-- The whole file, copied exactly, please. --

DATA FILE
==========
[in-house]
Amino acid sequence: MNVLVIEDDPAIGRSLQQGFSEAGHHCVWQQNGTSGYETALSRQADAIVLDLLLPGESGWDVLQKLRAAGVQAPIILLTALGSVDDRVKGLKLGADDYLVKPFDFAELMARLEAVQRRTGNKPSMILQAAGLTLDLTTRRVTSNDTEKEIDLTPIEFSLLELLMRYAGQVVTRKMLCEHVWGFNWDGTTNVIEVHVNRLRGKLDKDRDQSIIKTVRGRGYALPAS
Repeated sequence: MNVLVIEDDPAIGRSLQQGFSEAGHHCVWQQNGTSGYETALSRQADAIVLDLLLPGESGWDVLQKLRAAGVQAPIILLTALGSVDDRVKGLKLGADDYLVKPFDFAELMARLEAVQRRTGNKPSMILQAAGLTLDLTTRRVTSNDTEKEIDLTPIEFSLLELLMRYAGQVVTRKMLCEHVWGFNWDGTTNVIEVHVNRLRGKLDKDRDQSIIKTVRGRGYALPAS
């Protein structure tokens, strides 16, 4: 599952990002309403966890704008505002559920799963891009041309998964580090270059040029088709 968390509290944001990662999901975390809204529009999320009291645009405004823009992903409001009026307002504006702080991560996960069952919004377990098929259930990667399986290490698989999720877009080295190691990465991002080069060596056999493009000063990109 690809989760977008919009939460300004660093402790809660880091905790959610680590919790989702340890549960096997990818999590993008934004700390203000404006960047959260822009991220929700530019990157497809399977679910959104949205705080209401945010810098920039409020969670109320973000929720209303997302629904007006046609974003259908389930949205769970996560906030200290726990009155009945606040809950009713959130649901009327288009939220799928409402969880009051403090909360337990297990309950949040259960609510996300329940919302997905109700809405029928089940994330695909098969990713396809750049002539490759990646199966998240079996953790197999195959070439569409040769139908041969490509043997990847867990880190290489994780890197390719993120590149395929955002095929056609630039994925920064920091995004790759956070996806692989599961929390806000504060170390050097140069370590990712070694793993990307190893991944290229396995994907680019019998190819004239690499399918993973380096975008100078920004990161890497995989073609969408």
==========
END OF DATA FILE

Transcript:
[in-house]
Amino acid sequence: MNVLVIEDDPAIGRSLQQGFSEAGHHCVWQQNGTSGYETALSRQADAIVLDLLLPGESGWDVLQKLRAAGVQAPIILLTALGSVDDRVKGLKLGADDYLVKPFDFAELMARLEAVQRRTGNKPSMILQAAGLTLDLTTRRVTSNDTEKEIDLTPIEFSLLELLMRYAGQVVTRKMLCEHVWGFNWDGTTNVIEVHVNRLRGKLDKDRDQSIIKTVRGRGYALPAS
Repeated sequence: MNVLVIEDDPAIGRSLQQGFSEAGHHCVWQQNGTSGYETALSRQADAIVLDLLLPGESGWDVLQKLRAAGVQAPIILLTALGSVDDRVKGLKLGADDYLVKPFDFAELMARLEAVQRRTGNKPSMILQAAGLTLDLTTRRVTSNDTEKEIDLTPIEFSLLELLMRYAGQVVTRKMLCEHVWGFNWDGTTNVIEVHVNRLRGKLDKDRDQSIIKTVRGRGYALPAS
């Protein structure tokens, strides 16, 4: 599952990002309403966890704008505002559920799963891009041309998964580090270059040029088709 968390509290944001990662999901975390809204529009999320009291645009405004823009992903409001009026307002504006702080991560996960069952919004377990098929259930990667399986290490698989999720877009080295190691990465991002080069060596056999493009000063990109 690809989760977008919009939460300004660093402790809660880091905790959610680590919790989702340890549960096997990818999590993008934004700390203000404006960047959260822009991220929700530019990157497809399977679910959104949205705080209401945010810098920039409020969670109320973000929720209303997302629904007006046609974003259908389930949205769970996560906030200290726990009155009945606040809950009713959130649901009327288009939220799928409402969880009051403090909360337990297990309950949040259960609510996300329940919302997905109700809405029928089940994330695909098969990713396809750049002539490759990646199966998240079996953790197999195959070439569409040769139908041969490509043997990847867990880190290489994780890197390719993120590149395929955002095929056609630039994925920064920091995004790759956070996806692989599961929390806000504060170390050097140069370590990712070694793993990307190893991944290229396995994907680019019998190819004239690499399918993973380096975008100078920004990161890497995989073609969408």